How votes are counted:

  1. All first preferences are counted and assigned to each candidate. If no candidate achieves more than 50% of the vote then the candidate with the lowest number of voted is eliminated.
  2. The second preferences (for the voters who gave their first preference to the eliminated candidate) are added to the other candidates’ totals. If no candidate achieves more than 50% of the vote then the candidate with the lowest number of votes is eliminated.
  3. This process continues until a candidate achieves a majority and wins the election!

Candidates running for full-time Officer positions may spend a maximum of £50. Full-time Officer candidates based in Ambleside or London can spend and additional £20.

Candidates must complete an expenses form. The Candidate Expenses Form can be downloaded here: Microsoft Word  //  Adobe PDF


Candidates running for part-time voluntary positions* can spend a maximum of £15.

Candidates can complete an expenses form (but don't have to!). The Candidate Expenses Form can be downloaded here: Microsoft Word  //  Adobe PDF


The deadline for Expenses Forms is 5pm, Friday 4th October.

Candidates will be refunded all their campaign expenses once a completed Expenses Form has been submitted.


*Activity Rep, Campaign Rep, Campus Rep, Department Rep, and/or Student Trustee, and.or NUS Delegate. Candidates running for more than one position still have a budget of £15.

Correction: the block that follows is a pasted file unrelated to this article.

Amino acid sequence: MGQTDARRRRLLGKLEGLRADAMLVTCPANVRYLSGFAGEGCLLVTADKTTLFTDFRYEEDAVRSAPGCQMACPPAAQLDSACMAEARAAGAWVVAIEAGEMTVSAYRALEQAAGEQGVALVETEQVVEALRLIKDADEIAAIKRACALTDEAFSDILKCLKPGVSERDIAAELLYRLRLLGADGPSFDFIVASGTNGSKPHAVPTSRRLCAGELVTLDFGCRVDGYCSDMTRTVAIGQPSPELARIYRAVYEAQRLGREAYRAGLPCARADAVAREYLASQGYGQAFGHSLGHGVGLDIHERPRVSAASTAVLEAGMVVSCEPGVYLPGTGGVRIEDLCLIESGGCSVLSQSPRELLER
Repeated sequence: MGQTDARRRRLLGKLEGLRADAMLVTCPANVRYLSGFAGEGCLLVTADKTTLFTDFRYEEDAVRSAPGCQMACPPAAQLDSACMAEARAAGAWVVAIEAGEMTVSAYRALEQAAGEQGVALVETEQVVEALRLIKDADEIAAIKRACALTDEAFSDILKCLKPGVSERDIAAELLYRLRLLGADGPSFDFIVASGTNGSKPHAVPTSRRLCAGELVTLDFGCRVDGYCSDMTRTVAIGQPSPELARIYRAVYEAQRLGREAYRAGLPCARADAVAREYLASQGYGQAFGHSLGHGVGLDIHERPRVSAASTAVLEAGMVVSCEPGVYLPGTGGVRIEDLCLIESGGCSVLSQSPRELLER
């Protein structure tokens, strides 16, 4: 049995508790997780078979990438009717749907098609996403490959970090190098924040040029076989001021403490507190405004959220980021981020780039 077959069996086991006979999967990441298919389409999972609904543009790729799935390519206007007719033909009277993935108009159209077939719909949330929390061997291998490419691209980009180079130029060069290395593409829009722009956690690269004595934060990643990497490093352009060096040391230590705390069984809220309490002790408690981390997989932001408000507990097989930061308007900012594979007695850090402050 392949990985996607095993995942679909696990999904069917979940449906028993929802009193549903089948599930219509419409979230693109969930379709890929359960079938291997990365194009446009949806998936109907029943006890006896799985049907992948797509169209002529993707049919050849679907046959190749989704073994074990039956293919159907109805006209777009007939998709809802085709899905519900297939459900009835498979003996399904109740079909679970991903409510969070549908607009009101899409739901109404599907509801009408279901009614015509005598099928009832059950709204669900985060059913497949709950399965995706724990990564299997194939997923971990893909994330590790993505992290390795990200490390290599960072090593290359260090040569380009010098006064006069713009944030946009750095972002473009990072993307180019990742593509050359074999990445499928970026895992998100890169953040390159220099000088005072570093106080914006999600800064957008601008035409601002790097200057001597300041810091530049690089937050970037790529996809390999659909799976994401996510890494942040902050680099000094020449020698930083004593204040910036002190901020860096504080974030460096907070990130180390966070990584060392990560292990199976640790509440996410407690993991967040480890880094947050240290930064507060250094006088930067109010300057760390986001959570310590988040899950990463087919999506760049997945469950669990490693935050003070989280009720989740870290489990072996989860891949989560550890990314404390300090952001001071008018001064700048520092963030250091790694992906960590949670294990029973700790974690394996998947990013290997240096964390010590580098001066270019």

When completing your Expenses Form it's important that you list all the materials and media you have paid for.


Obviously, this would include posters, paid social media advertising, flyers, and any sweet treats you might use when talking to students.


However, sometimes you might want to use something which might be free, but something you would normally have to pay for.

The Deputy Returning Officer will judge if it could be reasonable expected that other candidates could access the same resource. If not, an estimate cost will be calculated and added to your total campaign expenditure.

For example:

     You might have an old white tshirt you want to write on and wear whilst campaigning. This would be fine. The cost of these materials would not be taken into account as we would reasonable expect other candidates to do something similar.

     Your family may run a printing business, they offer to print a you a large banner for free. In this instance, the Deputy Returning Officer would calculate an estimated cost for this material and add it to your Expenses Form. If the new additional cost takes you over the maximum spend, you may be removed from the election.


If you are unsure about any material, ask Frank


Nominations Close: 12:00pm, Friday 20th September 2019



Voting Opens: 9:00am, Monday 30th September 2019

Voting Closes: 5:00pm, Friday 4th October 2019



Campaigning should only take place during the voting period (though you should prepare beforehand).



Results Announced: Tuesday 8th October 2019


Over the years, thousands of students have run their own unique elections campaigns at UCSU and other Students’ Union across the country. One thing candidates have relied on time and time again is posters and flyers.

Poster and flyers aren’t the best way of engaging with students and convincing them to vote. They are, however, useful for supporting your other activity. If your face is plastered all over campus, students are more likely to recognise you on campus and online.


With everyone producing their own, you’ve got to stand out and efficiently convey your message (remember those key bits of information from your face-to-face conversations).

Here are some useful tips for creating engaging physical media:

     Too much information and no one will bother reading it. You’ll bore people before you even meet th

     Too little information and people won’t know what you stand for!